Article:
Iterative Collaboration: As in the process for drafting this document, we find that some of our team’s best collaborative efforts come when one of us runs an idea or document draft past our colleagues, one person at a time, rather than automatically sharing things with our entire team. Ideas are often discussed with the group at team meetings, but we find that an early back-and-forth, one-on-one, is generally the most efficient use of everyone’s time and best way to harness immense individual wisdom.
How You Can Get Involved
There are three ways in which you may wish to engage with our work.
Supporter: If you are keen to spread the word about our work, or link your own work with ours, you can consider yourself a Supporter. Support can take the form of sharing our work through Facebook, Twitter or Youtube, distributing PGI flyers at public events, and participating in our various campaigns in your local area. If you have other ideas as to how you would like to support PGI, we would love to hear them!
Conversely, in addition to providing you with updates via our newsletter, we can share your resources on our toolkit page or possibly feature your organization on our group’s page. If you have post growth research or work that you would like us to share with our wider audience, check out our ‘shout-out service’.
Casual Contributor: If you would like to offer something specific to build the post growth movement, you may wish to become a Casual Contributor. We would love to consider whatever gifts you would like to provide. For guest blog posts, we are particularly keen for research contributions from specific knowledge bases, such as economics and law, as they relate to the cultivation of post growth futures. And we can always do with help in terms of graphic design, web development, audio- and film-recording, public relations, and administration (such as aggregating data).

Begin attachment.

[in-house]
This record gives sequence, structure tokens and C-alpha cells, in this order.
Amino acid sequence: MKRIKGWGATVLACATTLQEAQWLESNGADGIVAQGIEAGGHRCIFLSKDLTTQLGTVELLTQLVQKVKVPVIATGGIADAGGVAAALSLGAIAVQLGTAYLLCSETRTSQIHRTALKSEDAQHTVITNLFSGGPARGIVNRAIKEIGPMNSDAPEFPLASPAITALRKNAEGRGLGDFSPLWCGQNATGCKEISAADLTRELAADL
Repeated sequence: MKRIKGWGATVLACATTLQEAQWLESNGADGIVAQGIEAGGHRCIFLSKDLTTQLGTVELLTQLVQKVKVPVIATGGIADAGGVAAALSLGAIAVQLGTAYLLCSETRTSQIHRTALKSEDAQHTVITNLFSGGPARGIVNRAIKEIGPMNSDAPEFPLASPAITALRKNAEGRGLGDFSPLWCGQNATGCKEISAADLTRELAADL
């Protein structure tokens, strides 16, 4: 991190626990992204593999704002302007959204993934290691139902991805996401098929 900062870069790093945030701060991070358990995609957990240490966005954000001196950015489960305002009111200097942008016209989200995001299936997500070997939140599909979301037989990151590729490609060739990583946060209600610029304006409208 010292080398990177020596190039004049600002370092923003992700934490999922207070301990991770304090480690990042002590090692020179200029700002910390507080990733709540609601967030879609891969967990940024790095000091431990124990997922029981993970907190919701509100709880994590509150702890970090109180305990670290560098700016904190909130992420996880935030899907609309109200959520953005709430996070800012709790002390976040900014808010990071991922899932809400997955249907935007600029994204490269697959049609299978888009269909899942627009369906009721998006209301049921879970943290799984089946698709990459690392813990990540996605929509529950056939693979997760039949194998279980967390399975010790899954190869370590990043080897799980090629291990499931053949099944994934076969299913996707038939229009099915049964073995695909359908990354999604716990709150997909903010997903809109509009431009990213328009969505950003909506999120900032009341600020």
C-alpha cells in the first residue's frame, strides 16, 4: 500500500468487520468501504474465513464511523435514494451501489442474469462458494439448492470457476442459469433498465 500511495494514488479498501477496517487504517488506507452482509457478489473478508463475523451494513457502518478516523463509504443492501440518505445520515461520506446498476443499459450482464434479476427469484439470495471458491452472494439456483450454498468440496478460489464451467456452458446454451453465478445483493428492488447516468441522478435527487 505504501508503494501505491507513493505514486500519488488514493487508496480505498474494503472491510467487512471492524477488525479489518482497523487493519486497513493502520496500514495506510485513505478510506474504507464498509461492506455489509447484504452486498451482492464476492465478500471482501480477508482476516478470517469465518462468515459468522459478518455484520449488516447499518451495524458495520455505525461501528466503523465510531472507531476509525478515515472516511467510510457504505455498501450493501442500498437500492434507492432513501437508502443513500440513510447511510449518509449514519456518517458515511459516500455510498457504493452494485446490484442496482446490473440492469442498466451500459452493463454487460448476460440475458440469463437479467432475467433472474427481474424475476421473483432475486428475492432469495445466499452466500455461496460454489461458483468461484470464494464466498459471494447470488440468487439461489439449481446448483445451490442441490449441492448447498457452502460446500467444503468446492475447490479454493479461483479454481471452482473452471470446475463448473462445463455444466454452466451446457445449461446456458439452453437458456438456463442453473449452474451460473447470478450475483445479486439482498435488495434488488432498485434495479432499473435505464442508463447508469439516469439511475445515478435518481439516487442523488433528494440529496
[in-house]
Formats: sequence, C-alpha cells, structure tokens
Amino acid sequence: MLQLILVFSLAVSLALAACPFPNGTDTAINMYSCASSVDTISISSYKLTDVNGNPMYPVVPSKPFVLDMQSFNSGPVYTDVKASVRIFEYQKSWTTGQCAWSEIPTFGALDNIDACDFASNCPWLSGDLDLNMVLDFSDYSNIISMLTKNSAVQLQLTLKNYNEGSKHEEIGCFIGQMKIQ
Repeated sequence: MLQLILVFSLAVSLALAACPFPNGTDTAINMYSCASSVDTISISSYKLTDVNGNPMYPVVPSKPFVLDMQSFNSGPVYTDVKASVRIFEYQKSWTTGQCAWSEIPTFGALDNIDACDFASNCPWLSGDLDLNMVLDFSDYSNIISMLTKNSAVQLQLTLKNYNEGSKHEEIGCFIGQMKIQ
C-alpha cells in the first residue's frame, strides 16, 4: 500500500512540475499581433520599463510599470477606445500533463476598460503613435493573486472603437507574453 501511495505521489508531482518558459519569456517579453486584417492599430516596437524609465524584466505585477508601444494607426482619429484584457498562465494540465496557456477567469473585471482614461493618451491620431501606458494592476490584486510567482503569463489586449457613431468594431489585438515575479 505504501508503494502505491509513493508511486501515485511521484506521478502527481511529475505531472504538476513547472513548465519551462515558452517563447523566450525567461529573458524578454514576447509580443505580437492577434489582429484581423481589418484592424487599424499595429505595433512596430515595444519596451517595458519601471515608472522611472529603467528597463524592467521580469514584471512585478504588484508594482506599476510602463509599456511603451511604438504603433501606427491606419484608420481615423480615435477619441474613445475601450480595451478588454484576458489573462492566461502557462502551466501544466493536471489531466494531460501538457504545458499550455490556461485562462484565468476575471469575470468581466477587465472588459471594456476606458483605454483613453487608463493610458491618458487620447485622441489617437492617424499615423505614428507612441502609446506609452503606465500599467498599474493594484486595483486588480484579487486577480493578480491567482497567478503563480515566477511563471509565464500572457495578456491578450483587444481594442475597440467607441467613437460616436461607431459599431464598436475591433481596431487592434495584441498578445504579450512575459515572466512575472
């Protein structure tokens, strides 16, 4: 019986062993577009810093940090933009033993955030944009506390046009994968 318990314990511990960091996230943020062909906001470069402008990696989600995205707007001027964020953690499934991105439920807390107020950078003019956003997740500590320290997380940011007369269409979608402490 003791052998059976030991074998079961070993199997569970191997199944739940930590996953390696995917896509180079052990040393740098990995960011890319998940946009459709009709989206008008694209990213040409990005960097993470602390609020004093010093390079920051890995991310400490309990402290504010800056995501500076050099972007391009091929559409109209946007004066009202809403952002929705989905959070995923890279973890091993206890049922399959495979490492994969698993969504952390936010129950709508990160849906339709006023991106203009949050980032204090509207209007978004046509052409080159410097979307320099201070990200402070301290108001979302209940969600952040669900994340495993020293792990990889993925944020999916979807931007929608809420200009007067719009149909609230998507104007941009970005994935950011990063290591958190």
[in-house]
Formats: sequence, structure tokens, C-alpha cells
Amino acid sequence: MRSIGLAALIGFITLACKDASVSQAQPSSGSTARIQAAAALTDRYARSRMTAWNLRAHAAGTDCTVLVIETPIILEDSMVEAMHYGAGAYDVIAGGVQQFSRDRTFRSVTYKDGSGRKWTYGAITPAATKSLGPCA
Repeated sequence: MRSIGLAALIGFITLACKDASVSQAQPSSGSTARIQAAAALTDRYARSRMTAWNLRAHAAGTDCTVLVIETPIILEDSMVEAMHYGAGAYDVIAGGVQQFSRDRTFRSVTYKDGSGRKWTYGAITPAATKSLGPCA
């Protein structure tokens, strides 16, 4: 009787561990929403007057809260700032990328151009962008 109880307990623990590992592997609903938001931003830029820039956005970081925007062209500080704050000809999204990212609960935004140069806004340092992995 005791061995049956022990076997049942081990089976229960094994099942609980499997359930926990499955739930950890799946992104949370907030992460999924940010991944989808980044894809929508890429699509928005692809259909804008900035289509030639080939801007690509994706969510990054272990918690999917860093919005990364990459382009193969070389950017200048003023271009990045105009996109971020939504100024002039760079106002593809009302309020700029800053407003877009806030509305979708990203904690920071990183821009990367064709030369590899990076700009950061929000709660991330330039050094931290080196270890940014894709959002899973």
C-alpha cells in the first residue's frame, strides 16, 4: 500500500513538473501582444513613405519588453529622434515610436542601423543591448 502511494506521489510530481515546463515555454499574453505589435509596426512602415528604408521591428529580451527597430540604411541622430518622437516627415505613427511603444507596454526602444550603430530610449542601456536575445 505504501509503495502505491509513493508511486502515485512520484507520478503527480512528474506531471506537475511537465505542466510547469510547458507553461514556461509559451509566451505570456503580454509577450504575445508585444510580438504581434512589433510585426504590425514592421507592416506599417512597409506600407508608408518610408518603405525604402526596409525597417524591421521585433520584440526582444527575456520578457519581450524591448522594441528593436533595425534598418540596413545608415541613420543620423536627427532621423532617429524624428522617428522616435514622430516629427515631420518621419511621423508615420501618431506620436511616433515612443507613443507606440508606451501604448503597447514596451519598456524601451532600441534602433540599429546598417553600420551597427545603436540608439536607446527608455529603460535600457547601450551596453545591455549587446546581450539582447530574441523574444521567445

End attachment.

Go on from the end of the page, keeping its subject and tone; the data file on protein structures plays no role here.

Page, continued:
Project Assistant: If you are interested in dedicating a block of time to working on a specific project, then you might be a good fit as a Project Assistant. Project Assistants are needed for our various campaigns and initiatives (such as Free Money Day, the (En)Rich List, and How, on Earth). This work can be diverse and time intensive, including tasks such as: researching, conceptualizing, writing, developing promotional content and web sites, reaching out to the public via media and social media, and attending Skype meetings.
Whether you want to be a Supporter, Casual Contributor, Project Assistant or, indeed, something else, the first step is to email us via our contact form. We gratefully welcome whatever gifts, talents, contacts, and other resources you are willing to share.
Regardless of your type of interest, one of our Co-Directors will be in touch in order to further explore how we might work together. If a Project Assistant role is looking suitable, you will be asked to complete our information and assets questionnaire and we’ll take things from there.
This train is undoubtedly moving. We’re really excited about what the rest of 2013 holds. If this stuff gets you excited too – if you feel a sense of ‘critical hope’ about it all – then please do drop us a line!